Please use this identifier to cite or link to this item: http://hdl.handle.net/2440/128329
Type: Thesis
Title: Effects of fetal sex and genetics on the bovine placenta: from baseline data to fetal programming and heterosis
Author: Estrella, Consuelo Amor S.
Issue Date: 2016
School/Discipline: School of Animal and Veterinary Sciences
Abstract: The placenta is a major determinant of fetal growth and central to fetal programming effects that impact postnatal performance and health. Most reports in human and animals on prenatal growth and programming are based on studies of term placentae and/or birth weight, but information at critical time points of development on (i) fundamental gross morphological and histomorphological characteristics and developmental changes of the placenta that could impact embryo/fetal growth, (ii) influence of sex-specific placental and umbilical cord phenotype on sex differences in fetal growth, (iii) contribution of placenta and umbilical cord in mediating effects of genetics and epigenetics on heterotic fetal growth, and (iv) differences in placental expression of insulin-like growth factor (IGF) system components between sexes and fetal genetic groups, are generally lacking. This information is highly relevant for both animal production and human health, and the present study used cattle, a major livestock species and valuable biomedical animal model, to address research questions and close gaps in knowledge. Purebred and reciprocal cross Bos taurus taurus (Angus, A) and Bos taurus indicus (Brahman, B) concepti recovered at the late embryo (Day 48, n=60) and early accelerated fetal growth (Day 153, n=73) stages (term, 277-291) were used to examine effects of fetal sex and genetics on a broad range of conceptus traits. Data analyzed using general linear models included gross- and histomorphological parameters of the placenta, umbilical cord traits and fetal fluid volume as well as clinical-chemical parameters, circulating IGFs in cord blood, and tissue-specific transcript abundances of IGF system components. The main findings include (i) the significant contribution of convex but not flat placentomes to embryo-fetal growth as revealed by the exclusive positive relationships between number of convex placentomes and embryo-fetal weights and the higher number and average weight of convex placentomes in placentae of Bpaternal×Amaternal and A×A concepti, which ultimately show the highest birth weights; (ii) fetal sex effects on placental and umbilical cord phenotype which mediate sex-specific fetal growth, where normal female fetuses display hallmarks of intrauterine growth restriction that provide a mechanism for sexdifferences in susceptibility to non-communicable diseases; (iii) heterosis of B×A hybrids in utero that is characterized by polar overdominance of paternal B genome on umbilical cord phenotype and complements the superior maternal A genome effects on placenta, a clear indication of heterosis due to high capacity for nutrient extraction and high capacity for nutrient supply; and (iv) differences in circulating IGF2 and transcript abundance of IGF2 in fetal brain and heart between sexes, as well as differences in expression of IGF2, IGF2R, H19, AIRN in placenta between fetal genetic groups demonstrate the important role of IGF2 for fetal growth at mid-gestation. In conclusion, the results of the present study support the hypothesis that differences in placental and umbilical cord phenotypes between males and females and between purebreds and reciprocal cross hybrids determine variation in intrauterine growth at midgestation and contribute to programming of postnatal performance and health. Future studies to be explored include analyses of growth factors associated with development of the placental vasculature and umbilical cord, and involvement of additional imprinted gene clusters in prenatal growth and development.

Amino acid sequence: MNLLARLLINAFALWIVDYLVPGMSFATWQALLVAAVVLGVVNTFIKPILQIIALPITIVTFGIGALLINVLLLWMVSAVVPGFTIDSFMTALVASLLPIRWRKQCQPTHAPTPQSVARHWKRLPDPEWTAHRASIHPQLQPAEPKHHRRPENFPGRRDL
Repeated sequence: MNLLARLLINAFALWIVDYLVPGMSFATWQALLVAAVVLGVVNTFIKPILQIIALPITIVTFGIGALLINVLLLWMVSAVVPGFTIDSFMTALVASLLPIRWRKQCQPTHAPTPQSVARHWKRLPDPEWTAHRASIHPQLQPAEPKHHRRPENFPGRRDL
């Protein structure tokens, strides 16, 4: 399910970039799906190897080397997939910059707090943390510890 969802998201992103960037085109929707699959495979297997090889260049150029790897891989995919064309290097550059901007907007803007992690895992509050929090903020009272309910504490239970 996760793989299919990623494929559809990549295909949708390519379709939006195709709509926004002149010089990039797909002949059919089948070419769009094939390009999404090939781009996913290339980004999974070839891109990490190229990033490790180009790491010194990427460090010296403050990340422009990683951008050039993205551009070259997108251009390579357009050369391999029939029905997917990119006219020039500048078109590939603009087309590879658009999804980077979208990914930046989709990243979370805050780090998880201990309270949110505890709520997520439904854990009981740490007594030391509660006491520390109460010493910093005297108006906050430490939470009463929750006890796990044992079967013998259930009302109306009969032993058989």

Advisor: Hiendleder, Stefan
Kind, Karen
Dissertation Note: Thesis (Ph.D.) -- University of Adelaide, School of Animal & Veterinary Sciences, 2016
Provenance: This electronic version is made publicly available by the University of Adelaide in accordance with its open access policy for student theses. Copyright in this thesis remains with the author. This thesis may incorporate third party material which has been used by the author pursuant to Fair Dealing exceptions. If you are the owner of any included third party copyright material you wish to be removed from this electronic version, please complete the take down form located at: http://www.adelaide.edu.au/legals
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